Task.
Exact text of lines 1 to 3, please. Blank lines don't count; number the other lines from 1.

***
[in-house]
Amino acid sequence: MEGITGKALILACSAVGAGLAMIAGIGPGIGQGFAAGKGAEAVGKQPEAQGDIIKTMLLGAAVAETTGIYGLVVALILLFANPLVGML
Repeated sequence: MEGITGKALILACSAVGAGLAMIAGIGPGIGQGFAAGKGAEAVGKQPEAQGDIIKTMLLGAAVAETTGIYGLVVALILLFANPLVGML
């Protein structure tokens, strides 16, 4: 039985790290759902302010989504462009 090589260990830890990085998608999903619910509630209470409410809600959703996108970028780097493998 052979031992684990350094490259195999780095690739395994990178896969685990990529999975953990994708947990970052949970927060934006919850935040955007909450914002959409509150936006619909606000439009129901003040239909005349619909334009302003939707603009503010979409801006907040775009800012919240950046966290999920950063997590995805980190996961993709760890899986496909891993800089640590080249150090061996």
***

[in-house]
Amino acid sequence: MEGITGKALILACSAVGAGLAMIAGIGPGIGQGFAAGKGAEAVGKQPEAQGDIIKTMLLGAAVAETTGIYGLVVALILLFANPLVGML
Repeated sequence: MEGITGKALILACSAVGAGLAMIAGIGPGIGQGFAAGKGAEAVGKQPEAQGDIIKTMLLGAAVAETTGIYGLVVALILLFANPLVGML